2016: International Journal of Molecular Sciences
https://www.readbyqxmd.com/read/27601032/a-proposed-preventive-role-for-gamma-hydroxybutyrate-xyrem-r-in-alzheimer-s-disease
#14
Michel Maitre, Christian Klein, Ayikoe G Mensah-Nyagan
Gamma-hydroxybutyrate (GHB or Xyrem(R)) is frequently used in humans for several clinical indications, including anesthesia, narcolepsy/cataplexy, and alcohol-withdrawal symptoms. Pharmacological effects induced in the brain by therapeutic doses of Xyrem(R) are generally GABAergic-dependent. These effects allow sedation, stress/anxiety reduction, deep sleep induction, decrease of neuroinflammation, and neuroprotection. Furthermore, Xyrem(R) promotes the expression of pivotal genes reducing toxic proteinopathies, as demonstrated in laboratory animal models...
2016: Alzheimer's Research & Therapy
https://www.readbyqxmd.com/read/27596507/thiamine-deficiency-and-neurodegeneration-the-interplay-among-oxidative-stress-endoplasmic-reticulum-stress-and-autophagy
#15
Dexiang Liu, Zunji Ke, Jia Luo
Thiamine (vitamin B1) is an essential nutrient and indispensable for normal growth and development of the organism due to its multilateral participation in key biochemical and physiological processes. Humans must obtain thiamine from their diet since it is synthesized only in bacteria, fungi, and plants. Thiamine deficiency (TD) can result from inadequate intake, increased requirement, excessive deletion, and chronic alcohol consumption. TD affects multiple organ systems, including the cardiovascular, muscular, gastrointestinal, and central and peripheral nervous systems...
September 5, 2016: Molecular Neurobiology
https://www.readbyqxmd.com/read/27588045/association-between-alcohol-and-alzheimer-s-disease
#16
Wen-Juan Huang, Xia Zhang, Wei-Wei Chen
Alzheimer's disease (AD) is a neurodegenerative disease characterized by dense deposition of amyloid-β (Aβ) protein in the brain, failure of the memory and dementia. At present, there is no cure for AD and current treatments only provide a temporary reduction of symptoms. Thus, there is a need for effective preventive/curative strategic approaches. Accordingly, epidemiological studies have reported a reduction in the prevalence of AD in individuals ingesting low amounts of alcohol, while a moderate consumption of ethanol may protect against Aβ...
September 2016: Experimental and Therapeutic Medicine
https://www.readbyqxmd.com/read/27571865/-not-available
#17
Virgilio Hernando-Requejo
La demencia, estrechamente ligada a factores predisponentes ambientales como la dieta, supone un problema de salud pública de magnitud creciente: actualmente más de 35 millones de pacientes con demencia tipo alzhéimer, y se espera que superen los 135 millones en 2050. Si conseguimos retrasar el desarrollo de la demencia 5 años, reduciremos su prevalencia en un 50%. Los pacientes con demencia alteran su dieta y se han reportado déficits, entre otros, de ácido fólico, vitaminas B12, B6, C, E, A, D, K, betacarotenos y omega tres, que deben ser resueltos con una dieta adecuada y, en según qué casos, con aportes extra...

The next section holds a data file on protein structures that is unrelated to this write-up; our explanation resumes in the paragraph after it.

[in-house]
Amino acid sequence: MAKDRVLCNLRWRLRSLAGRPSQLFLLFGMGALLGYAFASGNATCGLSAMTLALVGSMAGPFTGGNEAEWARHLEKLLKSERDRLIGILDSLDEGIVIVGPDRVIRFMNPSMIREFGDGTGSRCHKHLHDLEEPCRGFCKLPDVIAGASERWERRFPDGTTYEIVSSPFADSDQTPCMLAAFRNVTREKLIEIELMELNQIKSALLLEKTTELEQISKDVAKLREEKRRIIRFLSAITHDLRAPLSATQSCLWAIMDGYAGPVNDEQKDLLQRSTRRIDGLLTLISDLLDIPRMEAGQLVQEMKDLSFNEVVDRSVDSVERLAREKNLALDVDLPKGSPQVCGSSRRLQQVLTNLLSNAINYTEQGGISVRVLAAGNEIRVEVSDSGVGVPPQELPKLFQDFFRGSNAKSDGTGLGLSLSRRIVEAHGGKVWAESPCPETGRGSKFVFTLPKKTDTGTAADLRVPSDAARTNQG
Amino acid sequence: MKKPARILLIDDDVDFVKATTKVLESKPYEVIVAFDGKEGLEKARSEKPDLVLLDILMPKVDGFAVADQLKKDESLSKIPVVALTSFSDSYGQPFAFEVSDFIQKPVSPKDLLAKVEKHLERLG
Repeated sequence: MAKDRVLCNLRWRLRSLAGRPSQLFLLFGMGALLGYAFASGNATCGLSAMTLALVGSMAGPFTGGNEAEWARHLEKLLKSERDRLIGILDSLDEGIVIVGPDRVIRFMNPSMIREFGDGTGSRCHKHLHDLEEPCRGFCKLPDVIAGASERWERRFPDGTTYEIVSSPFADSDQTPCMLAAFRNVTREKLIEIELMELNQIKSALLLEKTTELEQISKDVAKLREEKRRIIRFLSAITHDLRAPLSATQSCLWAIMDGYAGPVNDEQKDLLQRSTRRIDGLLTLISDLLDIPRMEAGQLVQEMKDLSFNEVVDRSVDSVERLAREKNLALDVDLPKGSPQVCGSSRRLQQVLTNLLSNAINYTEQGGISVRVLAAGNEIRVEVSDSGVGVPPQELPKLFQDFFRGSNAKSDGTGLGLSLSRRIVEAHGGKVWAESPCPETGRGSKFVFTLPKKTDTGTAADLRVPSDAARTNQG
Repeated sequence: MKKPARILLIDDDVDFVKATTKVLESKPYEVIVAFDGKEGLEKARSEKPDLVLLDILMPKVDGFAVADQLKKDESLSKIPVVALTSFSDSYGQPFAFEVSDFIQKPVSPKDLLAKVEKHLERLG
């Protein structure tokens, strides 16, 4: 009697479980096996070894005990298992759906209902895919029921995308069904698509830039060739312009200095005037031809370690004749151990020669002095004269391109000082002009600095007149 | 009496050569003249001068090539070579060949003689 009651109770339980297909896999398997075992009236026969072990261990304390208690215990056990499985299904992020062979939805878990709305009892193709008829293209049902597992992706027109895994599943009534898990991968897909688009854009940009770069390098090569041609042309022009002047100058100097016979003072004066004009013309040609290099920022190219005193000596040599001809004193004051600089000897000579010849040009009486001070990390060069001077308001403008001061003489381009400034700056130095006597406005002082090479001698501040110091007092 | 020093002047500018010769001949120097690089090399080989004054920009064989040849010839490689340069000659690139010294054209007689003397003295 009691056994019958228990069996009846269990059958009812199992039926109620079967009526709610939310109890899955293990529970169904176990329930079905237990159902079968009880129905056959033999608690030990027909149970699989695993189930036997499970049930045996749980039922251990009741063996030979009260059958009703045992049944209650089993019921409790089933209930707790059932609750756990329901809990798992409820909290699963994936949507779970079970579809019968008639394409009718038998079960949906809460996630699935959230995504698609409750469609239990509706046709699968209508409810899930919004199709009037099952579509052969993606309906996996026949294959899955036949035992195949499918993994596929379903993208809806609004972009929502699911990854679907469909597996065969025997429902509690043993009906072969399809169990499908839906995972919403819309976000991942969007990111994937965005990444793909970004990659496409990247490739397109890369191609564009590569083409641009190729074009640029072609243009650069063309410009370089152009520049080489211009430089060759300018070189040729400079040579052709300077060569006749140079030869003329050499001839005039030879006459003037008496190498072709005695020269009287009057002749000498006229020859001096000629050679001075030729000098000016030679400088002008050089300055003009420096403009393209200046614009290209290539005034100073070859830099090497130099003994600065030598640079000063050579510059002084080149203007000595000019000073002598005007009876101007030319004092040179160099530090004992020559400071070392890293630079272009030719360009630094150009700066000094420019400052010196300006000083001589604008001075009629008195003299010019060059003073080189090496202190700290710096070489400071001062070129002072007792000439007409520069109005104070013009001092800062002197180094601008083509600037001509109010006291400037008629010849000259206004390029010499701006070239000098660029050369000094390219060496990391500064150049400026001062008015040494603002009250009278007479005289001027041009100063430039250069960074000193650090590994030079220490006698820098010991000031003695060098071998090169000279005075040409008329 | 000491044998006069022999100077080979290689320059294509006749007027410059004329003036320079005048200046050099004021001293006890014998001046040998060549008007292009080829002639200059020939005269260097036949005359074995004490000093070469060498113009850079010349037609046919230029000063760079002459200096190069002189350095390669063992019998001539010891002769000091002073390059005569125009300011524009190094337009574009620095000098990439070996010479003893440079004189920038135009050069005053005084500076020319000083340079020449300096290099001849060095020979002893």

July 12, 2016: Nutrición Hospitalaria: Organo Oficial de la Sociedad Española de Nutrición Parenteral y Enteral
https://www.readbyqxmd.com/read/27395466/-alcohol-and-the-risk-of-dementia
#18
Sachio Matsushita, Susumu Higuchi
This article reviews studies examining the relationship between alcohol consumption and dementia. Several studies have found that light to moderate alcohol consumption might be associated with decreased dementia risk compared to alcohol abstention. However, not all studies drew the same conclusion and there is no consensus regarding decreased dementia risk related to light to moderate alcohol consumption. The methodological limitations of these studies also need to be considered. For example, definition of alcohol consumption varies with studies...
July 2016: Brain and Nerve, Shinkei Kenkyū No Shinpo
https://www.readbyqxmd.com/read/27382914/diagnosing-young-onset-dementia-can-be-challenging
#19
Samrah Ahmed, Ian Baker, Christopher R Butler
Although the risk of developing dementia increases with age, onset can be as early as the third or fourth decade of life. Genetic influences play a more important role in younger than in older people with dementia, so young onset dementia may cluster in families. Diagnosing young onset dementia is challenging. The range of possible presenting features is broad, encompassing behavioural, cognitive, psychiatric and neurological domains, and symptoms are often subtle initially. Frequently the complaints are misattributed to stress or depression, and the patient is falsely reassured that they are too young to have dementia...
May 2016: Practitioner
https://www.readbyqxmd.com/read/27370936/expression-of-14-3-3-transcript-isoforms-in-response-to-ethanol-exposure-and-their-regulation-by-mirnas
#20
Divya Elizabeth Mathew, Kaitlyn Larsen, Paulina Janeczek, Joanne M Lewohl
The 14-3-3 proteins are a family of highly conserved molecular chaperones involved in the regulation of a number of key cellular functions including metabolism, stress response, protein trafficking, cell-cycle control, signal transduction, transcription, apoptosis and neurotransmission. 14-3-3 proteins have also been implicated in the pathophysiology of neurodegenerative disorders including Alzheimer disease and Parkinson disease. Recent studies have also shown that 14-3-3s are differentially expressed in the frontal cortex of human alcoholics suggesting a potential role in the pathophysiology of alcohol use disorders...
September 2016: Molecular and Cellular Neurosciences